another brick in the wallIndia’s elite undergraduate institutions are hurting it by having admission processes which cause a systemic suppression of innovation, leadership and thoughtfulness in a majority of the high schools in the country. One of the first things you read in any introductory economics text book is         that people respond to incentives. The curriculum of a bulk of the high schools in           Another Brick in the Wall – Pink Floyd             any country is typically designed to help                                                                                         students secure admission to the most       sought undergraduate institutions in the country.

(This article was published on Youth Ki Awaaz. Link: How India’s Elite Undergraduate Institutions Are Suppressing Innovation and Leadership)

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Letter to the Members of the Student Think Tank for India (July 8th, 2014)

the conference image

Hello everyone.

I hope you have been having a fun and productive summer.

I wanted to update all the core STTI members about the recent developments in our organization. There are three main components to this update: (1) Analysis of our Organization’s Strategy Last Semester, (2) New Officer and Organizational Structure, (3) STTI Chapters in India. I hope you go through this letter as it will bring you up to speed with what’s been going on.

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Barbarians at the Gate: Leveraged Buyouts

Barbarians at the gate

I watched the movie Barbarians at the Gate (1993) yesterday and was interested in understanding one of its central themes, the concept of leverage buyouts (LBOs).

The movie is based on a book written by the investigative journalists Bryan Burrough and John Helyar about the leveraged buyout of RJR Nabisco, a company that primarily sold tobacco and food products. The book in turn was essentially a compilation of a series of articles that the authors wrote for the Wall Street Journal.

The leveraged buyout of RJR Nabisco in 1988 was carried out in an environment that was critical of corporate and    executive excesses. There was a bidding war for the buyout of the company.

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Kierkegaard’s Skepticism of Hegelian Philosophy

hegel statue

 

In one of the first sections of “Fear and Trembling”, Kierkegaard (as his pseudonymous self, Johannes de Silentio) notes,

“ I for my part have devoted a good deal of time to the understanding of the Hegelian philosophy, I believe also that I understand it tolerably well, but when in spite of the trouble I have taken there are certain passages I cannot understand, I am foolhardy enough to think that he himself has not been quite clear.”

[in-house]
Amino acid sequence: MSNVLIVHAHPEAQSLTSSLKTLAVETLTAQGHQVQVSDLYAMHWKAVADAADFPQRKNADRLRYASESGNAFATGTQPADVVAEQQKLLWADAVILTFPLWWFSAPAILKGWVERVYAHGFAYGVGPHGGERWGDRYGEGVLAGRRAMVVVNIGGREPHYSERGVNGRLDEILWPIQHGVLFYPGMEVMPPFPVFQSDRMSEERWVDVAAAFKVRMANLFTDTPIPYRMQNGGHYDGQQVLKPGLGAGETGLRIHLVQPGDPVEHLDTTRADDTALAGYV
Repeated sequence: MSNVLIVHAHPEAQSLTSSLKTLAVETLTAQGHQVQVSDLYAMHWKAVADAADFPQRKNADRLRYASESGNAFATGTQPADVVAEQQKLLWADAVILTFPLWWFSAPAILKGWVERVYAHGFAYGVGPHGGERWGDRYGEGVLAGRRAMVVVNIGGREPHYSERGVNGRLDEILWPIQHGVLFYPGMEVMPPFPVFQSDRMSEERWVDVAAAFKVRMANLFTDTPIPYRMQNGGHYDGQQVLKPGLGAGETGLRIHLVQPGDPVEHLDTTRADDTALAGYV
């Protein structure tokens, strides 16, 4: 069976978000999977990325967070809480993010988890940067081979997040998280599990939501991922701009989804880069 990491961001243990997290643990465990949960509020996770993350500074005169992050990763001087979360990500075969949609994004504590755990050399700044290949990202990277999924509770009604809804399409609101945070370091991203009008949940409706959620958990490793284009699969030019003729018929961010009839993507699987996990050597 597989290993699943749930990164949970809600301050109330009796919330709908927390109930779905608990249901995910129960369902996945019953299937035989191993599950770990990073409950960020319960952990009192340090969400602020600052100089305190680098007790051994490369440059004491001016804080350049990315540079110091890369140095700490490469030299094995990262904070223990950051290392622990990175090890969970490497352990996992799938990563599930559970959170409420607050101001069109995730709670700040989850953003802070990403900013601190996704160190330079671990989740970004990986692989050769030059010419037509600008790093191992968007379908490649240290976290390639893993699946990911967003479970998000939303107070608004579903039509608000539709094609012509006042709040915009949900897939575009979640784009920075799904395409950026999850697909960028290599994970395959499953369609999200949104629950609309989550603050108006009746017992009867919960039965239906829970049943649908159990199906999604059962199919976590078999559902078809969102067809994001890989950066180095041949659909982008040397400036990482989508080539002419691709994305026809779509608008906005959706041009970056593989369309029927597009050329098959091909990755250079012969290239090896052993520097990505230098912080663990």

Georg Wilhelm Friedrich Hegel                                                                                                            (1770 – 1831)

Observe that he sets the tone for opposing Hegelian philosophy over the course of his discussion very early in this work. So it is imperative for one to understand the main themes in Hegelian philosophy in order to fully appreciate Kierkegaard’s discussion about “the second inwardness” in the later sections of “Fear and Trembling”.

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Jean Paul Sartre: The Concept of Bad Faith and its Role in Ethical Analysis

bad_faithBad faith (mauvais foi) is essentially inauthenticity for Jean Paul Sartre. He thinks of bad faith as an attempt to evade the responsibility of discovering and understanding one’s authentic self. Bad faith is thereby an attempt to escape the freedom that Sartre believes is an inherent feature of our lives.  When Sartre says, “Consciousness is what it is not and is not what it is,” he means that consciousness is something that is a constantly integrated combination of facticity and transcendence which                                                                        can be taken to mean the past and future                                                                                      respectively.

In the section discussing the patterns of bad faith in Being and Nothing, Sartre notes that, “The basic concept which is thus engendered, utilizes the double property of the human being, who is at once a facticity and a transcendence, These two aspects of human reality are and ought to be capable of a valid coordination. But bad faith does not wish either to coordinate them nor to surmount them in a synthesis.” It is thereby imperative to understand these two dimensions of human consciousness to understand bad faith.